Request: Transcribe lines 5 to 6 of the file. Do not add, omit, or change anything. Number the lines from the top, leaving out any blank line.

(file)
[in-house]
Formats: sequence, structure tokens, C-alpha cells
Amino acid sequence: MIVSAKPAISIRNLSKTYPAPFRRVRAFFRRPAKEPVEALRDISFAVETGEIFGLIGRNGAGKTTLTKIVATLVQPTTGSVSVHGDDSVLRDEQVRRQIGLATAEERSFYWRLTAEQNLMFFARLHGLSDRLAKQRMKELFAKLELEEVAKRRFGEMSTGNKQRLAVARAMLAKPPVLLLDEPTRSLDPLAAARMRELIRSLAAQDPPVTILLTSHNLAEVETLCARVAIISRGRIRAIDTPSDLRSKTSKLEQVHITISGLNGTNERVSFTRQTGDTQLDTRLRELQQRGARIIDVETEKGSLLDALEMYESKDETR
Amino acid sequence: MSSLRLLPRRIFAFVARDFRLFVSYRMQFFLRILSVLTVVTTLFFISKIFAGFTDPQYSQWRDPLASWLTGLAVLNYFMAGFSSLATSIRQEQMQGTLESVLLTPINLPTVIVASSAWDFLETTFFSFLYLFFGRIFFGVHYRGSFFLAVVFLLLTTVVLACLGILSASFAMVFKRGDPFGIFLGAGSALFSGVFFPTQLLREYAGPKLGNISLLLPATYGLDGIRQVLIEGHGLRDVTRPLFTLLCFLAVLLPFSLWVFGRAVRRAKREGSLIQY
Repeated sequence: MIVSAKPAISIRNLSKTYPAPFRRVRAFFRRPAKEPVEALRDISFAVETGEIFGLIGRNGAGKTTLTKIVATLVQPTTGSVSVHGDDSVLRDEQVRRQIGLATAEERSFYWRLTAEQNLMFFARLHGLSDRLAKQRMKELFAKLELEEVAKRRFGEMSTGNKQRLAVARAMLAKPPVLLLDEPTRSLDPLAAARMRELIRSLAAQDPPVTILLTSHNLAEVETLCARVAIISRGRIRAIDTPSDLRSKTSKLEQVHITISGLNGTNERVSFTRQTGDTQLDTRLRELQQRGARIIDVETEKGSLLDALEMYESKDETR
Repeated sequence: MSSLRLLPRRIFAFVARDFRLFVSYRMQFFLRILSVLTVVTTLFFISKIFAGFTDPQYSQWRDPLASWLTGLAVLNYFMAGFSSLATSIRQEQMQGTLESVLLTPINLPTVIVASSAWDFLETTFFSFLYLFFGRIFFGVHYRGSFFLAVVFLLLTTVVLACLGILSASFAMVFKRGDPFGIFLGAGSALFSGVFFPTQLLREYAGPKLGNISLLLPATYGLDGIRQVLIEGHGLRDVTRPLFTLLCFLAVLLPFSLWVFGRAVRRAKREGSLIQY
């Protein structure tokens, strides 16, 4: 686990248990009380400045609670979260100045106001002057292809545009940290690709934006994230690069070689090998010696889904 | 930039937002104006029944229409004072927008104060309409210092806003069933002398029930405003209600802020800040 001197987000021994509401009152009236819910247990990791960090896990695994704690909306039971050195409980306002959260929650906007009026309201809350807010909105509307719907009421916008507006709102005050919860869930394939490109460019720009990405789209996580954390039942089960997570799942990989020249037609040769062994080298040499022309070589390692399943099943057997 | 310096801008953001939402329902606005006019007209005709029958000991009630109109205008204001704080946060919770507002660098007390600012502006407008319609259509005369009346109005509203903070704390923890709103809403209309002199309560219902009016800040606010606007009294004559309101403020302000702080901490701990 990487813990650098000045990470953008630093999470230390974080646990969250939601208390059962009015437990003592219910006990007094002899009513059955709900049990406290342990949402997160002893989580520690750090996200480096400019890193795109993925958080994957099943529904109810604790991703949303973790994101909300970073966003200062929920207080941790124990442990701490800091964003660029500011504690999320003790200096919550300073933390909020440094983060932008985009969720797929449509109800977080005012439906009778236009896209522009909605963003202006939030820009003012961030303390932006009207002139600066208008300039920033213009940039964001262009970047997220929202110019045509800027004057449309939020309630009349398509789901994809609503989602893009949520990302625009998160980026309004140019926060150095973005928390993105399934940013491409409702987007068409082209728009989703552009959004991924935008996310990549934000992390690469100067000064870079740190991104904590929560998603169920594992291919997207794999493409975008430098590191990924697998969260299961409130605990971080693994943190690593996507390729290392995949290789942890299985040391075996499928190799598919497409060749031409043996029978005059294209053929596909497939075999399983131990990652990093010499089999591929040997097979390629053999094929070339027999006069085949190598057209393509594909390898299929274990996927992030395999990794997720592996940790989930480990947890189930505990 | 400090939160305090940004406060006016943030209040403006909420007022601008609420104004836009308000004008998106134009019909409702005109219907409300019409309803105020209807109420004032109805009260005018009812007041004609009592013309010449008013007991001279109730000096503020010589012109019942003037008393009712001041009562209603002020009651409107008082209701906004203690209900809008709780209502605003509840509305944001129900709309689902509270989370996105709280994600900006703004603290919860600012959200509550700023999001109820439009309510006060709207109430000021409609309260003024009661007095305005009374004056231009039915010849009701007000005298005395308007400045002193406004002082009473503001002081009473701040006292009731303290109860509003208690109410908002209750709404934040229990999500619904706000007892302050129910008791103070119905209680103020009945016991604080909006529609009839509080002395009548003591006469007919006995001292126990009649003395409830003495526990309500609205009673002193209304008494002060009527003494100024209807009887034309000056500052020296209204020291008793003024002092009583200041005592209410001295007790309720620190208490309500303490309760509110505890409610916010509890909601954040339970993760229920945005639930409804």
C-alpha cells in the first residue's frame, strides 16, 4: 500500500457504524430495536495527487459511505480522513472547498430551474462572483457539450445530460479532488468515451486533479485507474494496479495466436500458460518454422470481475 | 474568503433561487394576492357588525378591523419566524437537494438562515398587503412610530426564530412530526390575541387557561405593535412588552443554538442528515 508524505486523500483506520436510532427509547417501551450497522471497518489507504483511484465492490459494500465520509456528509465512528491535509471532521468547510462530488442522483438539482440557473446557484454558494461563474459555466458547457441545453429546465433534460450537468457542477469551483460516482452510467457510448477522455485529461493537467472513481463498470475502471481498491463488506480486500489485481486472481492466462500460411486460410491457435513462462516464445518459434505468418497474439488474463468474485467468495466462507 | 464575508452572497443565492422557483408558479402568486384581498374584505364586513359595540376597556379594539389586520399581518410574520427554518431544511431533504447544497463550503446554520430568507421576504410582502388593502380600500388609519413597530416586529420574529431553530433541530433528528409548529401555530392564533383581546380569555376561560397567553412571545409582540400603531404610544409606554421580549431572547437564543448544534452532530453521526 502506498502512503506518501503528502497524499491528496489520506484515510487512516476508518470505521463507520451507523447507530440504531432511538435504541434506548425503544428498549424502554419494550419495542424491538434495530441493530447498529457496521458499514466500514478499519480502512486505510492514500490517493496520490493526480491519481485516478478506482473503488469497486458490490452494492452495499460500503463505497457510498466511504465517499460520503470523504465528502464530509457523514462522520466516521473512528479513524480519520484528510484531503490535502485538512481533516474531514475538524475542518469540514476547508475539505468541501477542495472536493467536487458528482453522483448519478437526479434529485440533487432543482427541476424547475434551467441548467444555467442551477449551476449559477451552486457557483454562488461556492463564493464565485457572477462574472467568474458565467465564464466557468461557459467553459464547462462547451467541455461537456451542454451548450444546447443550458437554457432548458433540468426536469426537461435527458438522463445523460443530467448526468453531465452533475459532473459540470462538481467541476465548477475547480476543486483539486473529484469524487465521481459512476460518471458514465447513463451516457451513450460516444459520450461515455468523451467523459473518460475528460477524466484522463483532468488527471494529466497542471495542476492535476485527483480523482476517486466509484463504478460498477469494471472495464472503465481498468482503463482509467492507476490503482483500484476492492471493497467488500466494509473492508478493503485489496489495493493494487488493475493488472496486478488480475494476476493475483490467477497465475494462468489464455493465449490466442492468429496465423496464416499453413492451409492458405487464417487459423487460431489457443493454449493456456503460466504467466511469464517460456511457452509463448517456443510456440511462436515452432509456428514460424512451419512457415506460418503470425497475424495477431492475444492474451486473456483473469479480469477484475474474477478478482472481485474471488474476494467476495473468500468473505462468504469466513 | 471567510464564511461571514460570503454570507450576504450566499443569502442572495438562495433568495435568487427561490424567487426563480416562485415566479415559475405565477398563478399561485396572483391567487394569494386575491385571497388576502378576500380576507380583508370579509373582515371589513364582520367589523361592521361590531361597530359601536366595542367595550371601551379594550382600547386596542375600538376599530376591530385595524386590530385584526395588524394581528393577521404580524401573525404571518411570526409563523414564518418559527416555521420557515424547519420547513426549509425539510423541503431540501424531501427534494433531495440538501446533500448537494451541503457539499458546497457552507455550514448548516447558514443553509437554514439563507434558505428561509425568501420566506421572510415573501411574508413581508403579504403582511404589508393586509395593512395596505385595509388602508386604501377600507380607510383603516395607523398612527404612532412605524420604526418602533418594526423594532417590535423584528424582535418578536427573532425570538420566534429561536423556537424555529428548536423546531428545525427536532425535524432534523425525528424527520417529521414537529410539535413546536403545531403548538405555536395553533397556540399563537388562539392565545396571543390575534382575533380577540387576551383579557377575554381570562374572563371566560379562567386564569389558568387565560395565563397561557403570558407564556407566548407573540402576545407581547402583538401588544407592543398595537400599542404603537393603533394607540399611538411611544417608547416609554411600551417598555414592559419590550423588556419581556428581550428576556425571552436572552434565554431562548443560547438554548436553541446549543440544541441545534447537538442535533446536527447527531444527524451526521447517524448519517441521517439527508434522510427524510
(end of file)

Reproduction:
Repeated sequence: MIVSAKPAISIRNLSKTYPAPFRRVRAFFRRPAKEPVEALRDISFAVETGEIFGLIGRNGAGKTTLTKIVATLVQPTTGSVSVHGDDSVLRDEQVRRQIGLATAEERSFYWRLTAEQNLMFFARLHGLSDRLAKQRMKELFAKLELEEVAKRRFGEMSTGNKQRLAVARAMLAKPPVLLLDEPTRSLDPLAAARMRELIRSLAAQDPPVTILLTSHNLAEVETLCARVAIISRGRIRAIDTPSDLRSKTSKLEQVHITISGLNGTNERVSFTRQTGDTQLDTRLRELQQRGARIIDVETEKGSLLDALEMYESKDETR
Repeated sequence: MSSLRLLPRRIFAFVARDFRLFVSYRMQFFLRILSVLTVVTTLFFISKIFAGFTDPQYSQWRDPLASWLTGLAVLNYFMAGFSSLATSIRQEQMQGTLESVLLTPINLPTVIVASSAWDFLETTFFSFLYLFFGRIFFGVHYRGSFFLAVVFLLLTTVVLACLGILSASFAMVFKRGDPFGIFLGAGSALFSGVFFPTQLLREYAGPKLGNISLLLPATYGLDGIRQVLIEGHGLRDVTRPLFTLLCFLAVLLPFSLWVFGRAVRRAKREGSLIQY